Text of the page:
Sharon denies he offered settlers deal for outposts

Click to follow
The Independent Online

The Israeli Prime Minister, Ariel Sharon, is planning to evacuate seven established Jewish settlements in the occupied territories as part of a unilateral withdrawal, according to settler leaders who leaked yesterday what they said were details given to them by Mr Sharon's office.

The Prime Minister's office immediately denied the claims. But Mr Sharon has threatened that unless there is progress in peace talks with the Palestinians soon, he will impose a unilateral "disengagement" between Israel and the Palestinians, withdraw from parts of the occupied West Bank and Gaza Strip and effectively impose borders of Israel's choice on a Palestinian state.

The claims that he plans to evacuate established settlements are the clearest evidence yet that he means to go through with it. The 150 settlements, on occupied land in contravention of international law, are among the biggest obstacles to peace. Although Mr Sharon's government has dismantled a few largely uninhabited outposts not authorised by Israel, no Israeli government has dared to take down the official settlements, many of which are large towns.

Mr Sharon rose to power as the champion of the settlers. It was he who told them to seize the hilltops of the West Bank before a peace deal could be made under the Oslo accords. And it was Mr Sharon who pushed a change in the route of the "separation fence" through cabinet so that major settlements could be on the "Israeli" side.

He has been accused of treachery by the Israeli right for saying some settlements will have to go under his unilateral withdrawal plan. But others see it as part of a larger scheme in which he will sacrifice a few remote settlements to keep larger settlement blocs and annex huge swaths of the West Bank.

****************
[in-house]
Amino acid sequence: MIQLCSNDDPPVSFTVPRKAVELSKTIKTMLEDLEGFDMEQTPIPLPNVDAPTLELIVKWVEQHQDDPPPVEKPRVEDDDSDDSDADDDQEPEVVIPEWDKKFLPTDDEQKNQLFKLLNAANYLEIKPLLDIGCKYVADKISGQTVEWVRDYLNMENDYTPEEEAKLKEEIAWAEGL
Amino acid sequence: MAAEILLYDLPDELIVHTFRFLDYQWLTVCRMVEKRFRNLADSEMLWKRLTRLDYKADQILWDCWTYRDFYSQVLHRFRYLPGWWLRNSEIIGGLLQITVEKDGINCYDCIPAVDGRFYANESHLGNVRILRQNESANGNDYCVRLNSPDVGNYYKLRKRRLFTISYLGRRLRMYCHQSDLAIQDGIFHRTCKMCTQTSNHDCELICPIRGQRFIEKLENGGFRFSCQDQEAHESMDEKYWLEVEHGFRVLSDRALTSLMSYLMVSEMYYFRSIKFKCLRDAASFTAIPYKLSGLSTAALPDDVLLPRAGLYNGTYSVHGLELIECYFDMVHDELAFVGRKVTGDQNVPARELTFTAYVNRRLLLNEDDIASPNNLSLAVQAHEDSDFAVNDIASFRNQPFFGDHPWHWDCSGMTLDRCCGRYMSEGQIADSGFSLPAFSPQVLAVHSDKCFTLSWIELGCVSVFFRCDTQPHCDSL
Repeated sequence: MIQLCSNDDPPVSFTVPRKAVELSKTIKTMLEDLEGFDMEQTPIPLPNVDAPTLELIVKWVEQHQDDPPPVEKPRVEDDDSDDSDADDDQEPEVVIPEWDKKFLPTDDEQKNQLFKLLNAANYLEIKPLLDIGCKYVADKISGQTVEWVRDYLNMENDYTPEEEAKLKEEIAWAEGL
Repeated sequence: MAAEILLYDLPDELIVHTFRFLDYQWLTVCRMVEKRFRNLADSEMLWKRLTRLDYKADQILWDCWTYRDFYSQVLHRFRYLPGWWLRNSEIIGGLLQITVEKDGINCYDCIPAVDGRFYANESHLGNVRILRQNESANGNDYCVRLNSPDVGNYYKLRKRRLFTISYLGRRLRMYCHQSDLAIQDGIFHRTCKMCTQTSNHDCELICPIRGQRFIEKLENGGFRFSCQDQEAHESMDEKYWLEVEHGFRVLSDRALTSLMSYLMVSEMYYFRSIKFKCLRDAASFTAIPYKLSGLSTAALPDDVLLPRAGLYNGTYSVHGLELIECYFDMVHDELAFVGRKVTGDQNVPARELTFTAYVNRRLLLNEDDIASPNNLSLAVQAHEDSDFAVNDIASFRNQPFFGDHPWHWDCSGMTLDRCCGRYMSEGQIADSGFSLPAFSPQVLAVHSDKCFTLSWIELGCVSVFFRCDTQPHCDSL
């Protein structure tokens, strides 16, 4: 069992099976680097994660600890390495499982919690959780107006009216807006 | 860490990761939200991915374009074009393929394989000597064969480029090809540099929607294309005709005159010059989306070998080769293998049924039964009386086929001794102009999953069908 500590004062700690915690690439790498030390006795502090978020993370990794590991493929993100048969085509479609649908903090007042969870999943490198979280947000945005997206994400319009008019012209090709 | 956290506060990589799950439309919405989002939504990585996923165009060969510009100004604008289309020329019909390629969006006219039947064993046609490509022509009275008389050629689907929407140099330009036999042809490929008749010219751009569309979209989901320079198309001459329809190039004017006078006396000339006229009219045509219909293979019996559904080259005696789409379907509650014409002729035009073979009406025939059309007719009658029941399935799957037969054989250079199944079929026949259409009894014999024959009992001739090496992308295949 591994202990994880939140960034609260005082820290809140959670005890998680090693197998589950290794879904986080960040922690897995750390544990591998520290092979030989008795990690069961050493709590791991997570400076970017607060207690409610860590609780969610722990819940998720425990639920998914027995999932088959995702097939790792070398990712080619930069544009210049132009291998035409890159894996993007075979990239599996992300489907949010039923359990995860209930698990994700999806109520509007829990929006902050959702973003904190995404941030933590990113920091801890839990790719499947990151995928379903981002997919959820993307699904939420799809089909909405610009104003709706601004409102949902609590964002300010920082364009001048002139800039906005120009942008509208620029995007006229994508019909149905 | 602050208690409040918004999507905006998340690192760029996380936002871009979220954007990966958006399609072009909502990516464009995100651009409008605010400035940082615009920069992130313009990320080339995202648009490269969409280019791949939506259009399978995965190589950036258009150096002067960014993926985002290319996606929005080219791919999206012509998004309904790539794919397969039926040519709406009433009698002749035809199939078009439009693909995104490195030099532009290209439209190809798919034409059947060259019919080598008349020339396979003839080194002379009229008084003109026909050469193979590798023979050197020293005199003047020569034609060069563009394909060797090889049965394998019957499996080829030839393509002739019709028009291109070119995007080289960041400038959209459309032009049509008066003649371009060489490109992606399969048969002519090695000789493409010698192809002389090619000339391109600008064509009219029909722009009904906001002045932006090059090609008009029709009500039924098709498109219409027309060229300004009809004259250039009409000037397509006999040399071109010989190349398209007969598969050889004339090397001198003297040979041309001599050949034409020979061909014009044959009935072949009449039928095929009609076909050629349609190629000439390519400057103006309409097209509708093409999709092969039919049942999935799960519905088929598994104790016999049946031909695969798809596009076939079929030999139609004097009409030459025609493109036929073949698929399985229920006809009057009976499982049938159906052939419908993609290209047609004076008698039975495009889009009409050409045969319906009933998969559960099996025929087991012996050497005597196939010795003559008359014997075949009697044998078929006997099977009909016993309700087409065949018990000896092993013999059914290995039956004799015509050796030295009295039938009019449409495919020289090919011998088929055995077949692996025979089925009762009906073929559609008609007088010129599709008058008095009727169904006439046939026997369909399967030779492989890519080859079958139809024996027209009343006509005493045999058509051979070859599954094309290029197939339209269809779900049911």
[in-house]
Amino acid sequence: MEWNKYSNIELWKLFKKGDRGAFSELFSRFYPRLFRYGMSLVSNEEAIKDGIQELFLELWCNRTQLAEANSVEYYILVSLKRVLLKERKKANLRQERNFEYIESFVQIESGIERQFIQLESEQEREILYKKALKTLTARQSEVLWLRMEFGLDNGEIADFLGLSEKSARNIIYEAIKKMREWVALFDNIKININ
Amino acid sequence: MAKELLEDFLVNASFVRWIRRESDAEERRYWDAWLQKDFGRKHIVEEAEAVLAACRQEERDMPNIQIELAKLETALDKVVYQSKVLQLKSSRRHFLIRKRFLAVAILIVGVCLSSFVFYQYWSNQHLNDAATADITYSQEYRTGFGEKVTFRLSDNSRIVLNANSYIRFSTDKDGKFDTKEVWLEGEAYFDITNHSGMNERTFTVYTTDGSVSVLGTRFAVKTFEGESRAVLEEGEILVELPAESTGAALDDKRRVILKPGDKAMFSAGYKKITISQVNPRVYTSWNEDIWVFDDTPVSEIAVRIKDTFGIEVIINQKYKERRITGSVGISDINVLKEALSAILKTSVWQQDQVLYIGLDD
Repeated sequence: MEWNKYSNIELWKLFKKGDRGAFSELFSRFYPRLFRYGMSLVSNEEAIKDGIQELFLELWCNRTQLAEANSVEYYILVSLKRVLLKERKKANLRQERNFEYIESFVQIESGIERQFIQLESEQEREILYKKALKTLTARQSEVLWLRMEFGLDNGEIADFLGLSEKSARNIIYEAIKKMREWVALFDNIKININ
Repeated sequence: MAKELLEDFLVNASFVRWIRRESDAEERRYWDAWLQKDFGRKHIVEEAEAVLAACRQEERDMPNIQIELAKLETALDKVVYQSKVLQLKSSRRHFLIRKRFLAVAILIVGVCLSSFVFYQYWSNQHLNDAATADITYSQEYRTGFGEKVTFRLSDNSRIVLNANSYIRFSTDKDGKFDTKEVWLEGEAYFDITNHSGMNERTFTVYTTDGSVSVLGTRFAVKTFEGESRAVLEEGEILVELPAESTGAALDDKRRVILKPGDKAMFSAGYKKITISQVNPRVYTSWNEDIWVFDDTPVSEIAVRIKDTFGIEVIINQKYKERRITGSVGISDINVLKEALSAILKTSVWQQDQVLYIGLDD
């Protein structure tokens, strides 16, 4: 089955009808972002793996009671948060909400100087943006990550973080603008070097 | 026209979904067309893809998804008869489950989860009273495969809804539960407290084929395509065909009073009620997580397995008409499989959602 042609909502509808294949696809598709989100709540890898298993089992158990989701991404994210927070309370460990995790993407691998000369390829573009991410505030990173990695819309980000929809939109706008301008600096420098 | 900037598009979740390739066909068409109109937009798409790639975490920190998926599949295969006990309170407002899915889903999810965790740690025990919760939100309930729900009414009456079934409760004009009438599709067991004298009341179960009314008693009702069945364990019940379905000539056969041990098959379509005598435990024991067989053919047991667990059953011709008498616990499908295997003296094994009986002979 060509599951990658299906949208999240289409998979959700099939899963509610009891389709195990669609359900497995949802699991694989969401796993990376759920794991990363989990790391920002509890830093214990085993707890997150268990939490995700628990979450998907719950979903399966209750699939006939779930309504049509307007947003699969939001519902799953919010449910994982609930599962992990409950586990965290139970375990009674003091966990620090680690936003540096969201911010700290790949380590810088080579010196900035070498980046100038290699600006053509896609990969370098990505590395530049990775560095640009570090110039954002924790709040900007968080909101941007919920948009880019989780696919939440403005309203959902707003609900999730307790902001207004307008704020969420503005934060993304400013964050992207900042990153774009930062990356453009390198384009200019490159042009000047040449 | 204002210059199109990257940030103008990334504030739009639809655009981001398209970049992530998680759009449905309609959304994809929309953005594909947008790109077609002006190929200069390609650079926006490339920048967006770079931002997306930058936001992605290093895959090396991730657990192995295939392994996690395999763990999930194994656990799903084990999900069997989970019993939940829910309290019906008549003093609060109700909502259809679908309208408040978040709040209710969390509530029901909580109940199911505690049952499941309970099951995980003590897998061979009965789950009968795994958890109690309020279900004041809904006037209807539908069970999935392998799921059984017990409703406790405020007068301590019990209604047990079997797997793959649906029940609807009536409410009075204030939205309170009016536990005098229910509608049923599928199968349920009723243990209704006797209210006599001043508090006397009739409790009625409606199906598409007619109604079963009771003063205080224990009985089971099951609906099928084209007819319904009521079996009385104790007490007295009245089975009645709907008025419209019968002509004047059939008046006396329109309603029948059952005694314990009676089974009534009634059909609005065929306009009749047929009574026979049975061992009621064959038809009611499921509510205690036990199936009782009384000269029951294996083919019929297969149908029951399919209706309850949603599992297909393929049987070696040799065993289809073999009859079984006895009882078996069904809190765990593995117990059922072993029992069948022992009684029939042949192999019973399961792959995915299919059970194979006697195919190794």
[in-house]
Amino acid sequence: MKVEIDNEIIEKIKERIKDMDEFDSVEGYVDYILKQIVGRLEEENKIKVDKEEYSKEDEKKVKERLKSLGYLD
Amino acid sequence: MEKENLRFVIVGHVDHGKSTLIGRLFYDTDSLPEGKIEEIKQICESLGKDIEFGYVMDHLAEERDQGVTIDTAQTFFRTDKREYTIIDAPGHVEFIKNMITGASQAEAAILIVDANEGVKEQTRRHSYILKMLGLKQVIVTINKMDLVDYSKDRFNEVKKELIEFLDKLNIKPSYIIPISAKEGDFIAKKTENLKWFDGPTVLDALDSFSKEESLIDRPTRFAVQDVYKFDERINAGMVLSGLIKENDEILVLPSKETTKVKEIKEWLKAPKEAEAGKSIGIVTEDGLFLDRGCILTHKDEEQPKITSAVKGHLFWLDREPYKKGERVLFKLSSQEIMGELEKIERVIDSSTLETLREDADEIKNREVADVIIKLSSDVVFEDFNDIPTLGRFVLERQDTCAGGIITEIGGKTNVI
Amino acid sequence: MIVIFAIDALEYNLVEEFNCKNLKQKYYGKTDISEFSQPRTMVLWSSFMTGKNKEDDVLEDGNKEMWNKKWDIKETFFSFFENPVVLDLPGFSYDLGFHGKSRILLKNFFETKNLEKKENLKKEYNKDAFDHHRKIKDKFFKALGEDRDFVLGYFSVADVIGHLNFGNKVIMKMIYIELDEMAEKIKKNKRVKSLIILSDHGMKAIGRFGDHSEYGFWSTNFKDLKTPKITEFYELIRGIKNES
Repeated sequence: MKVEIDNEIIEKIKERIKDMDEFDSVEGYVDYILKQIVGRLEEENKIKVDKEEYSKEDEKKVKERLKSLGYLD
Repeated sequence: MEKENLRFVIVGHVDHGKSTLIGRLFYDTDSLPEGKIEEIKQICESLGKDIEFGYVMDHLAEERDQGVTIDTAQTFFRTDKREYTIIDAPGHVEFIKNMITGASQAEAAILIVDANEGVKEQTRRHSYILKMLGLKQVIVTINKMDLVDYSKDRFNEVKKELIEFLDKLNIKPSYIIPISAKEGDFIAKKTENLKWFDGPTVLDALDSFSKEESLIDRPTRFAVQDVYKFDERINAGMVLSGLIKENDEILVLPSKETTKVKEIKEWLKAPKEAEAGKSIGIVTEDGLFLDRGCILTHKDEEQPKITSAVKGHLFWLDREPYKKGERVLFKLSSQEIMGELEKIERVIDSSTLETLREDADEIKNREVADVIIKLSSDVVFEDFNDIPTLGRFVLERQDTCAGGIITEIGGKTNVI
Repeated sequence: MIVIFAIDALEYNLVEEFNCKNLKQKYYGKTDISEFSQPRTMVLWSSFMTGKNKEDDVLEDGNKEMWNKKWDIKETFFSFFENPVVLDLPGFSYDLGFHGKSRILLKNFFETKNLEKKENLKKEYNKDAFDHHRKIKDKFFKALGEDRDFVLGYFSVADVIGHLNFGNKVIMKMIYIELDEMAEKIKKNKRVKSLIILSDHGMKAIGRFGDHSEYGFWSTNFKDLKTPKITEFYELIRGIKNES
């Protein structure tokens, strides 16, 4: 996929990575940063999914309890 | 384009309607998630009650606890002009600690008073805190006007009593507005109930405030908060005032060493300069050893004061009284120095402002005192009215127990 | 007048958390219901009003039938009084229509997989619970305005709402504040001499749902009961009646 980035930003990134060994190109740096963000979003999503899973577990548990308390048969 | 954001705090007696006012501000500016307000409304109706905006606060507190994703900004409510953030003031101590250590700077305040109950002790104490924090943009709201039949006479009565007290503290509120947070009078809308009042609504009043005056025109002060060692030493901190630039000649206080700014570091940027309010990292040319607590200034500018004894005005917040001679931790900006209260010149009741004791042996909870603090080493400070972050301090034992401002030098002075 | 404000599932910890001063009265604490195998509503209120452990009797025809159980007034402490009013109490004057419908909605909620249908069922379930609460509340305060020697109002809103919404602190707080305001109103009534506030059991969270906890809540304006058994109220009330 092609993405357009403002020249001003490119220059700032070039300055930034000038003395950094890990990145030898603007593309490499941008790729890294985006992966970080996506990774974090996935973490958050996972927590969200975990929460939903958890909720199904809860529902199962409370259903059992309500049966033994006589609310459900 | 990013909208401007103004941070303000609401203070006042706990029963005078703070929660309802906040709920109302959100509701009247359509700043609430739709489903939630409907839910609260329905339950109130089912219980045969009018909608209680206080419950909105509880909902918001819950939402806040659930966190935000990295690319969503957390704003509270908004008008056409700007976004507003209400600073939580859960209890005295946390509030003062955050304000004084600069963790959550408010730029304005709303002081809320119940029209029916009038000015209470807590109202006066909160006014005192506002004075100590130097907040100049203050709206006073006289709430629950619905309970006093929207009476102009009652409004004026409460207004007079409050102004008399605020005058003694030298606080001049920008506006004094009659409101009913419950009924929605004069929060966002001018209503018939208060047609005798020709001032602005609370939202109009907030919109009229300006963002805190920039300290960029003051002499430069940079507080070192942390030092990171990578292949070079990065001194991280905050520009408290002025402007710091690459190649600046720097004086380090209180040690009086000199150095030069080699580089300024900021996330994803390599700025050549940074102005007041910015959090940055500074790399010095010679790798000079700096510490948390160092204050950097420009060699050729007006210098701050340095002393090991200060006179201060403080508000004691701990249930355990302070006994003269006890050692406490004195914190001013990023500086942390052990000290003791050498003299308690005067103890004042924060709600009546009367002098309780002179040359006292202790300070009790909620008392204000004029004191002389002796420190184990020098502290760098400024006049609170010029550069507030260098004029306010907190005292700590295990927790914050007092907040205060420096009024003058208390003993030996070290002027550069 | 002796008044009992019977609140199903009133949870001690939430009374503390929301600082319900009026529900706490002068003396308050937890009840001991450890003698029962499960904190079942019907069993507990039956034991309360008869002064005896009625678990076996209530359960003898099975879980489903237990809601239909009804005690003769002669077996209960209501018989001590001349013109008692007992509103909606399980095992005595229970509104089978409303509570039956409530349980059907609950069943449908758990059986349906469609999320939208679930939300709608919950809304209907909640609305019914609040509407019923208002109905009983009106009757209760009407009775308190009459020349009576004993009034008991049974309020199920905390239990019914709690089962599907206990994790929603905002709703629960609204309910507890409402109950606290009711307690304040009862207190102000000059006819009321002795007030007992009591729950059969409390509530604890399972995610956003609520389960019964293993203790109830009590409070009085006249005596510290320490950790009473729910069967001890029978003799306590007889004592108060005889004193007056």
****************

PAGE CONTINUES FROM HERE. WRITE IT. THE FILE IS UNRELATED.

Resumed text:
The Palestinians fear that under Mr Sharon's plan, all they will get are fenced-off cantons around their major population centres, with road links between them under Israeli control, which would quickly become overcrowded.

The seven settlements named yesterday, four in the West Bank and three in the Gaza Strip, are small and remote, cut off from Israel and the large settlement blocs, and hemmed in by Palestinian towns and villages.

The settlers' Yesha Council said yesterday that Mr Sharon's office approached them to strike a deal under which they would agree to lose these seven, and the government would pass a law undertaking not to evacuate any more except under a peace deal with the Palestinians.

There are fears of violence from extremist settlers if Israeli soldiers are sent to evacuate settlements, and if the settlers' claims are true, Mr Sharon's office may have been trying to avoid confrontation. Already, settlers have tried to fight off soldiers taking down uninhabited outposts.

After months of absence, John Wolf, the US envoy, has returned for talks aimed at reviving the route-map for peace. But expectations for progress were low.